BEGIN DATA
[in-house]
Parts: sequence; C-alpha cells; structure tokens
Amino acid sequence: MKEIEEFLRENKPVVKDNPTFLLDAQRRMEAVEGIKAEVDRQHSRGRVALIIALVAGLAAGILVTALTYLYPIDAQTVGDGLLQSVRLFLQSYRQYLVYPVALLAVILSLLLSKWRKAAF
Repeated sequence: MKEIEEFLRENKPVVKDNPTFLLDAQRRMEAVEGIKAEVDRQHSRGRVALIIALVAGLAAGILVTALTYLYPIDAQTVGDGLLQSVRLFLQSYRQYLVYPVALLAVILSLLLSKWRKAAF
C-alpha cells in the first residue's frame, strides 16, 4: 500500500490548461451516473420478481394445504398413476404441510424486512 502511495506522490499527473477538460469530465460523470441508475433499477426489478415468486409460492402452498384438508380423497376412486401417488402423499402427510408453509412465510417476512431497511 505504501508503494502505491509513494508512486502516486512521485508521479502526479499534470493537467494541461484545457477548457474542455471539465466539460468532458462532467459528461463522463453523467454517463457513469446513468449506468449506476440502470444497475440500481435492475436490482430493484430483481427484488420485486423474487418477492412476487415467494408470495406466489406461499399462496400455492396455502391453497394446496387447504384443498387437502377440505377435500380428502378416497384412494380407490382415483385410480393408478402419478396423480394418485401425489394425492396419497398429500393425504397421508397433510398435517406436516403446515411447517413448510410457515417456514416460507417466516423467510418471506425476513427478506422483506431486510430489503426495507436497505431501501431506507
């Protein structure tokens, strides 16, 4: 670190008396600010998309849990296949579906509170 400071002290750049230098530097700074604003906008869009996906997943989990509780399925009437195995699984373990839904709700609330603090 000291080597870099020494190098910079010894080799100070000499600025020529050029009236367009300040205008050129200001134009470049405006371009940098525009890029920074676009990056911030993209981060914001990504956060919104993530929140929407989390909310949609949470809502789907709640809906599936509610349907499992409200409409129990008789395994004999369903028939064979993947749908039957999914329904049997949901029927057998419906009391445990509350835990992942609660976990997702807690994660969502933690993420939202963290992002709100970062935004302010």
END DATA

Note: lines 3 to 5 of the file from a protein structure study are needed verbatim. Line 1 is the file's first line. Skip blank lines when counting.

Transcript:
Amino acid sequence: MKEIEEFLRENKPVVKDNPTFLLDAQRRMEAVEGIKAEVDRQHSRGRVALIIALVAGLAAGILVTALTYLYPIDAQTVGDGLLQSVRLFLQSYRQYLVYPVALLAVILSLLLSKWRKAAF
Repeated sequence: MKEIEEFLRENKPVVKDNPTFLLDAQRRMEAVEGIKAEVDRQHSRGRVALIIALVAGLAAGILVTALTYLYPIDAQTVGDGLLQSVRLFLQSYRQYLVYPVALLAVILSLLLSKWRKAAF
C-alpha cells in the first residue's frame, strides 16, 4: 500500500490548461451516473420478481394445504398413476404441510424486512 502511495506522490499527473477538460469530465460523470441508475433499477426489478415468486409460492402452498384438508380423497376412486401417488402423499402427510408453509412465510417476512431497511 505504501508503494502505491509513494508512486502516486512521485508521479502526479499534470493537467494541461484545457477548457474542455471539465466539460468532458462532467459528461463522463453523467454517463457513469446513468449506468449506476440502470444497475440500481435492475436490482430493484430483481427484488420485486423474487418477492412476487415467494408470495406466489406461499399462496400455492396455502391453497394446496387447504384443498387437502377440505377435500380428502378416497384412494380407490382415483385410480393408478402419478396423480394418485401425489394425492396419497398429500393425504397421508397433510398435517406436516403446515411447517413448510410457515417456514416460507417466516423467510418471506425476513427478506422483506431486510430489503426495507436497505431501501431506507